Mini Reviews March 2022

Mar 31, 2022


Tom King, David Marquez, Alejandro Sanchez 
DC $4.99 (01/03/2022)

Matt: Tom King has been consistently producing fantastic miniseries featuring mostly less high profile characters over the last few years, but Batman is the big icon he can't let go of. Following on from a long run on the regular Batman title, which led (sort of) into the Batman/Catwoman series, with this new six-parter it feels like he's changing tack a bit. This opening chapter places the titular character in more of the blockbuster action thriller arena, centring around a bank heist that may not be all it first seems.

Jumping back and forth across hours, days, and, at one point, centuries, lends the narrative a sense of urgency, as the pieces of the puzzle begin to fit together to uncover at least some (but not all) of the mystery. David Marquez' artwork bolsters the intensity of the action with robust dynamism and uses single panel shots of various characters to emphasis the violence. And it is violent, with Catwoman in particular displaying a vicious sadistic streak that suggests this tale might sit well outside any sort of continuity.

At this early stage the focus is more on the villains that the Bat, but having seen King delve deeply into the psyche of Bruce Wayne in recent times, this feels like a refreshing change of pace in his dalliances with Dark Knight.


Elliott Kalan, Andrea Mutti
Aftershock $4.99 (23/03/2022)

Jo: It's the final instalment of Volume II of Kalan's story of Maniac Harry and those seeking to end his reign of gory terror over the citizens of the Big Apple, and it's everything I'd hoped for. The set up for this story way back at the start of the first volume had me immediately captivated: opening with the local TV 'Rail, road and maniac report', suggesting that the activities of said maniac had become so commonplace, so normalised, that they were reported on like a traffic jam or a minor derailment. Here, the story reaches its close - or does it? - and the wrap-up is satisfying in every way.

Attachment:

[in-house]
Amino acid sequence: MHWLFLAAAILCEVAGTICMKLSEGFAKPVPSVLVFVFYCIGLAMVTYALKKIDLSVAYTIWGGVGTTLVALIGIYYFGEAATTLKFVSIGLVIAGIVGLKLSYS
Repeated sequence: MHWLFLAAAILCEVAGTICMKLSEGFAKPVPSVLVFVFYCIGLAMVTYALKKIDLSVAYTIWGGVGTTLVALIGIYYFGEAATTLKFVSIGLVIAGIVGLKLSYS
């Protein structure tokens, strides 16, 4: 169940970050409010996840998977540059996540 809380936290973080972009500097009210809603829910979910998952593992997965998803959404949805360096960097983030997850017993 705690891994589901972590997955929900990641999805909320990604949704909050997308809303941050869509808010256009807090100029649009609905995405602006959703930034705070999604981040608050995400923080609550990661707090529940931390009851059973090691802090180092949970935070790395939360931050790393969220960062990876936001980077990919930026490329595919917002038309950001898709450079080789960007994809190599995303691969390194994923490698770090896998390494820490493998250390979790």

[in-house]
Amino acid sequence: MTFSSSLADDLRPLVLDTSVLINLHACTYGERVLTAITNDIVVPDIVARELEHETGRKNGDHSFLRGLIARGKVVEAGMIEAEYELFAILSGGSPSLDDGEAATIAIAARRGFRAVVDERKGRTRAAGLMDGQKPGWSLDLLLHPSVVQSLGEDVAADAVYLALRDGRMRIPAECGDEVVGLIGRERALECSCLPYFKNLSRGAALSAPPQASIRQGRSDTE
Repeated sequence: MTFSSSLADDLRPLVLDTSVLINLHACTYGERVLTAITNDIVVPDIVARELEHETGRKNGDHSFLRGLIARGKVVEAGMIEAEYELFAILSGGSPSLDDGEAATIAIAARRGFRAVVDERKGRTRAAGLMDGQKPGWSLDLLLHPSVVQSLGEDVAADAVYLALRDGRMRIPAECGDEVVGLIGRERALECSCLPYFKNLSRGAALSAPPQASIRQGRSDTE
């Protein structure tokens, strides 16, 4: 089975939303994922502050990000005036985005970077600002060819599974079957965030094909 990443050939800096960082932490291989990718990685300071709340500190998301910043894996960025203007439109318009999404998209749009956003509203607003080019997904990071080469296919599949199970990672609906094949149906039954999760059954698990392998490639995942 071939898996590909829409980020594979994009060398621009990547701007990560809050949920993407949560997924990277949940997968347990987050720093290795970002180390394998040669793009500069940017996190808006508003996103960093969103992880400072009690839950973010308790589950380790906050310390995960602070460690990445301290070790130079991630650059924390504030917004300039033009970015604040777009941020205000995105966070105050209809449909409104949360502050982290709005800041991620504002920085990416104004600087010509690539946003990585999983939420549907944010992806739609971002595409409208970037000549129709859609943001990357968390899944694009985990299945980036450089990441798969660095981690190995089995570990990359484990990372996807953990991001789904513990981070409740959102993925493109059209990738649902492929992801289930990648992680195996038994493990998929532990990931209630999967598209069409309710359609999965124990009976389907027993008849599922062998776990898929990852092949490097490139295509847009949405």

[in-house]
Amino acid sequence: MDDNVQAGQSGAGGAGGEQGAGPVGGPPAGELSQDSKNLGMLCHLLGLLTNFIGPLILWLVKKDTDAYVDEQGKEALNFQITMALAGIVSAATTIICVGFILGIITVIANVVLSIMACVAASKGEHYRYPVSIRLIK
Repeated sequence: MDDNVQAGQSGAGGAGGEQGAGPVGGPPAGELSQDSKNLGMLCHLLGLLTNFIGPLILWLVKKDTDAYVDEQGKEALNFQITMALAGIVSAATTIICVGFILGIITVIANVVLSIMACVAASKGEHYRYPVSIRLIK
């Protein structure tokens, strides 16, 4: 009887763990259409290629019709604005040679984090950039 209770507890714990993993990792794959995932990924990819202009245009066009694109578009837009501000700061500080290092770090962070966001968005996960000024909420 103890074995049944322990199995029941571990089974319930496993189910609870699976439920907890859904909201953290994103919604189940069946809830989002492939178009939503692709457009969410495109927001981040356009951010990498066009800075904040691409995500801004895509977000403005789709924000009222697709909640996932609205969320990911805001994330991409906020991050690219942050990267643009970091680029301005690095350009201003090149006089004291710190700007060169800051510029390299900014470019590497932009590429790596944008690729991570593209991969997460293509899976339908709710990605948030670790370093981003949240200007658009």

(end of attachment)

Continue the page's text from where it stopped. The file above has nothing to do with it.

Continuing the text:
Harry (Is that his name? Or just what he intones as he goes about his horrifying business?) was last seen departing the red-tape-wrapped (and now blood spattered) public school and heading for a packed Yankee Stadium on a match day, pursued by guilt-ridden and dangerously vengeful Gina Greene and Detective Zelda Pettibone. No prizes for guessing what begins to occur as he finds his way into the crowd, but it's Kalan's observations of reactions to the horror which I have found really interesting throughout; the utter self-centredness of a human being with adrenaline rushing through their veins, the blind faith in systems of support, even when their failure is far beyond doubt, the bizarre need to keep the camera phone running when there is another human in blazing agony on the other side of the lens. 

Mutti's art brought me to this book and it's outstanding here again: the altercation Greene has been waiting for since her partner became Harry's first victim is both artistic and realistic together, the guts and gore of his attacks served in such a way that they are affecting and dramatic without ever being silly.

Kalan's writing is credible and original throughout, this has been a fantastic ride and I hope that this won't be the last we see of this story. 


Chip Zdarsky, Carmine Di Giandomenico, Ivan Plascencia
DC $4.99 (15/03/2022)

Matt: It's clearly a great time to be a Batman fan. Robert Pattinson's turn as the Dark Knight in Matt Reeves' The Batman has been receiving richly deserved praise and the aforementioned Batman: Killing Time has seen writer Tom King show he's far from out of ideas when it comes this 80-plus year-character. And then there's this, a ten-part look at Bruce Wayne's pre-Batman days, and how he journeyed from angry young man to Caped Crusader.

You may ask, haven't we seen this era of Wayne's life covered enough times before and hasn't everything that could be said about this period already been said? Zdarsky answers those questions with an emphatic "No!". This is shaping up to be an excellent series, perhaps the definitive telling of the origin of Batman for the modern age. This issue has teenage Bruce in Paris, being reluctantly tutored by a legendary cat burglar, while a serial killer on the loose has the enigmatic Henri Ducard step into the proceedings, crossing paths with the youngster for the first time.

Carmine Di Giandomenico perhaps doesn't always get the praise he thoroughly deserves, and he brings real energy and emotion when bringing Zdarsky's script to life. And as for Zdarsky, on the basis of the first three issues of this series alone, his recent appointment as the new writer for the ongoing Batman appears to be an incredibly smart move by DC. 


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